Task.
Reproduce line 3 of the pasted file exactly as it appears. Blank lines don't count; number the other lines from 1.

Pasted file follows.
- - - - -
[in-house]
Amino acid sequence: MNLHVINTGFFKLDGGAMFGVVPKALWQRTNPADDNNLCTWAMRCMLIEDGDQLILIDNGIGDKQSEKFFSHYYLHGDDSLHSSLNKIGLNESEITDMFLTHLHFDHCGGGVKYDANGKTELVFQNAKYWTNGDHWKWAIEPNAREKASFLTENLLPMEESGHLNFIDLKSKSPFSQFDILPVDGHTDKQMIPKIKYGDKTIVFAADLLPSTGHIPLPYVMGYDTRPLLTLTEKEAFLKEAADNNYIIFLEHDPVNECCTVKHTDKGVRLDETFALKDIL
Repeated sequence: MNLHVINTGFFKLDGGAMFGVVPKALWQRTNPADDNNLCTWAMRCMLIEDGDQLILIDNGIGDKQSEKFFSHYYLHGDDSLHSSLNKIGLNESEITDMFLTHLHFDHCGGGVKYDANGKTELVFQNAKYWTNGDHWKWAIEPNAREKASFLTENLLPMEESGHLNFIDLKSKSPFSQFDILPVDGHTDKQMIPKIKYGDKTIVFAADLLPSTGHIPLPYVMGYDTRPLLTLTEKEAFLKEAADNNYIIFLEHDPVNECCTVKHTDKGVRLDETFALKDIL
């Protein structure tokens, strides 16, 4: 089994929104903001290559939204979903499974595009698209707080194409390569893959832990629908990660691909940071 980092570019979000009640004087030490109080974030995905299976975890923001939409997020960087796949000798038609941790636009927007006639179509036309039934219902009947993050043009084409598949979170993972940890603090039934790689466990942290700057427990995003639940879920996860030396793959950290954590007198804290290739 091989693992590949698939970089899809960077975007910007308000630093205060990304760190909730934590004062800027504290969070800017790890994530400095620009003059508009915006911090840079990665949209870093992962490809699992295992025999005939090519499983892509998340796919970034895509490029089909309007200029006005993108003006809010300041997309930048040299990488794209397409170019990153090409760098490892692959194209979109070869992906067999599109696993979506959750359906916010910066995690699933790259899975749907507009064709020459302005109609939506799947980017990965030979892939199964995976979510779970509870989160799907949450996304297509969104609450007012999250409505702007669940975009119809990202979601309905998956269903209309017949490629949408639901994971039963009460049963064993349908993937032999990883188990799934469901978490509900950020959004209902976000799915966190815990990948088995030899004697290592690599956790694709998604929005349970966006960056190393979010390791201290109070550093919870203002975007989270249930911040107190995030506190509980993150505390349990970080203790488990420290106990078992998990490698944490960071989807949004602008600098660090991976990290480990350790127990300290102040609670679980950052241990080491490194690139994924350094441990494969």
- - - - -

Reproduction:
Repeated sequence: MNLHVINTGFFKLDGGAMFGVVPKALWQRTNPADDNNLCTWAMRCMLIEDGDQLILIDNGIGDKQSEKFFSHYYLHGDDSLHSSLNKIGLNESEITDMFLTHLHFDHCGGGVKYDANGKTELVFQNAKYWTNGDHWKWAIEPNAREKASFLTENLLPMEESGHLNFIDLKSKSPFSQFDILPVDGHTDKQMIPKIKYGDKTIVFAADLLPSTGHIPLPYVMGYDTRPLLTLTEKEAFLKEAADNNYIIFLEHDPVNECCTVKHTDKGVRLDETFALKDIL